A ruptured Eiffel Tower. Illustration: Jackson Rees
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Post-traumatic spatial disorder: you see it, looking at old volcanoes. In Paris, I’m not so sure...

Memories of place and disaster telescope, but Will Self finds Paris much as it ever is.

I remember arriving by boat, the steep cliffs glowing in the setting sun. I remember climbing laboriously up the cliff face, and then ranging along the clifftop itself, searching for an abandoned house we could sleep in. We didn’t have to look far; there were scores of them. I remember spreading out my sleeping bag on a whitewashed floor, then awaking at dawn with the scent of thyme and salt in my nostrils. I got up and walked out on to a terrace from where I could see the violet-purple bowl of the volcanic caldera; it was extraordinary to imagine that a mere 3,600 years ago a great mound of earth and rock would have risen out of this airy gulf. Some believed the island had been the model for Atlantis, and that its explosive destruction had sealed it for ever in the mythic.

As the sun rose higher I wandered among the wrecked houses. The Santorini archipelago remained subject to earthquakes, and there had been a devastating eruption only 20 years earlier. Peering into the dark sockets of unglazed windows, I wondered whether it was possible for a place to register the traumas that had been visited upon it – whether, if you like, the genius loci can go loco.

That was in 1977, when as a 16-year-old I island-hopped across the Cyclades, but as I stepped off the Eurostar last Wednesday morning the question returned to me: would it be possible to apprehend the impact specifically of violently aroused human emotion on a physical location, even if those human beings were absent? Certainly St Pancras Station had been quieter than usual and the train emptier of passengers, despite a complement of armed French policiers. A computer-nerdy-looking man who sat on the other side of the aisle, tapping, toggling and eating polythene sandwiches, gently fulminated about the Prime Minister’s announcement that, should he be re-elected, he would introduce a bill to ban computer encryption. “It’s ridiculous,” he said. “Without encryption, internet banking becomes impossible.”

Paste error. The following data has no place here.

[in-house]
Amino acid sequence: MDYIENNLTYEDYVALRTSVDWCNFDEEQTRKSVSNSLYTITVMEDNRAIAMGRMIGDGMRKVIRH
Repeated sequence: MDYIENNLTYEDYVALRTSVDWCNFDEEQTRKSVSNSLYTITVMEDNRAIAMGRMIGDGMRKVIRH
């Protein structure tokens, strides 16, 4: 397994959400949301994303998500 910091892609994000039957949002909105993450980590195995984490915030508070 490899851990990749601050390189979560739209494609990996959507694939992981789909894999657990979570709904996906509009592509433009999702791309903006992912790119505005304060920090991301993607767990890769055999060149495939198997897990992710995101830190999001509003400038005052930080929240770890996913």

Beside me a beautifully dressed and groomed man with the anthracite hair and olive skin of the Middle East was reading, in French, a book on the Algerian Sufi Abd el-Kader. Encryption or mysticism? Two numinous sides of the same phenomenal coin, I thought. So I discussed Sufism with my companion and we discovered we’d both been to Konya to attend the festival at which the storied dervishes whirl – and because there’d been a minor earthquake in Central Anatolia while I was there, this returned me to the question of PTSD (post-traumatic spatial disorder).

Surely, when it came to ambience one had to draw a distinction between man-made atrocities and natural disasters? I recalled the silent towers of Pripyat, the Ukrainian city of 50,000 people that was evacuated in a matter of hours after the meltdown of the nearby Chernobyl nuclear reactor, and which I visited a quarter-century later. Entering the warped remains of a two-storey school that had been invaded by ruderals, I came upon a weird shrine: a child’s pedal car, a rag doll at the wheel, on to which had been stuck Lenin’s face, torn from some propagandising poster.

Had the ambience of Pripyat been any different, I wondered, from that of San Francisco, which in the early 1990s still bore the stigmata of its recent crucifixion on the San Andreas Fault: clapboard houses slumped on the steep sides of Nob Hill; freeway overpasses twisted into Möbius strips going nowhere; the downtown chock-full of the homeless, shuffling along behind their shopping trolleys.